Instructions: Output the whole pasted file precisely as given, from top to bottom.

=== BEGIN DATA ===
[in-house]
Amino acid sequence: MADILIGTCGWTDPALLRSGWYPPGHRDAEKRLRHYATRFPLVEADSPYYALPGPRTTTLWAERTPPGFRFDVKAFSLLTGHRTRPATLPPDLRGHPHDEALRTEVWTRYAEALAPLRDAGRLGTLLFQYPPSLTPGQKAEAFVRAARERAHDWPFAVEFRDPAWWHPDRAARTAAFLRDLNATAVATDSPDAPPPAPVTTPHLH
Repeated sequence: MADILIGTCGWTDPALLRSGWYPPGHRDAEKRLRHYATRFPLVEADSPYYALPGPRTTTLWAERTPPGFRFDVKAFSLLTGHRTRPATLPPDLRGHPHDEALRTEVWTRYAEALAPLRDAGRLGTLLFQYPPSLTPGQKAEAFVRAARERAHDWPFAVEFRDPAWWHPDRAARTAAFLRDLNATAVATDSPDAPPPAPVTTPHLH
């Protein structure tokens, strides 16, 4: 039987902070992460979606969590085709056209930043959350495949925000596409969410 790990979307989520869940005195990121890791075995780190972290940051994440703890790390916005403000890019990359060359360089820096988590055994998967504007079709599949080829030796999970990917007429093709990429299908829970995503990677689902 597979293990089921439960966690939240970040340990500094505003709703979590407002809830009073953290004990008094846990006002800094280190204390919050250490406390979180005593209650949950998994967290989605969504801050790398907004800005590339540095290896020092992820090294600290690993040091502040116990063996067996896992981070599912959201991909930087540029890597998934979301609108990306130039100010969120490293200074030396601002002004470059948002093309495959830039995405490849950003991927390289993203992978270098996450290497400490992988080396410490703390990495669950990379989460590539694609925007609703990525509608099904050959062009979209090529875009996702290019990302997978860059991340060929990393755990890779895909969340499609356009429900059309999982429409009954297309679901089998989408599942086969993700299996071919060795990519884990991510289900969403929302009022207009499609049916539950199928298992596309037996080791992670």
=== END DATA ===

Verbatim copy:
[in-house]
Amino acid sequence: MADILIGTCGWTDPALLRSGWYPPGHRDAEKRLRHYATRFPLVEADSPYYALPGPRTTTLWAERTPPGFRFDVKAFSLLTGHRTRPATLPPDLRGHPHDEALRTEVWTRYAEALAPLRDAGRLGTLLFQYPPSLTPGQKAEAFVRAARERAHDWPFAVEFRDPAWWHPDRAARTAAFLRDLNATAVATDSPDAPPPAPVTTPHLH
Repeated sequence: MADILIGTCGWTDPALLRSGWYPPGHRDAEKRLRHYATRFPLVEADSPYYALPGPRTTTLWAERTPPGFRFDVKAFSLLTGHRTRPATLPPDLRGHPHDEALRTEVWTRYAEALAPLRDAGRLGTLLFQYPPSLTPGQKAEAFVRAARERAHDWPFAVEFRDPAWWHPDRAARTAAFLRDLNATAVATDSPDAPPPAPVTTPHLH
């Protein structure tokens, strides 16, 4: 039987902070992460979606969590085709056209930043959350495949925000596409969410 790990979307989520869940005195990121890791075995780190972290940051994440703890790390916005403000890019990359060359360089820096988590055994998967504007079709599949080829030796999970990917007429093709990429299908829970995503990677689902 597979293990089921439960966690939240970040340990500094505003709703979590407002809830009073953290004990008094846990006002800094280190204390919050250490406390979180005593209650949950998994967290989605969504801050790398907004800005590339540095290896020092992820090294600290690993040091502040116990063996067996896992981070599912959201991909930087540029890597998934979301609108990306130039100010969120490293200074030396601002002004470059948002093309495959830039995405490849950003991927390289993203992978270098996450290497400490992988080396410490703390990495669950990379989460590539694609925007609703990525509608099904050959062009979209090529875009996702290019990302997978860059991340060929990393755990890779895909969340499609356009429900059309999982429409009954297309679901089998989408599942086969993700299996071919060795990519884990991510289900969403929302009022207009499609049916539950199928298992596309037996080791992670």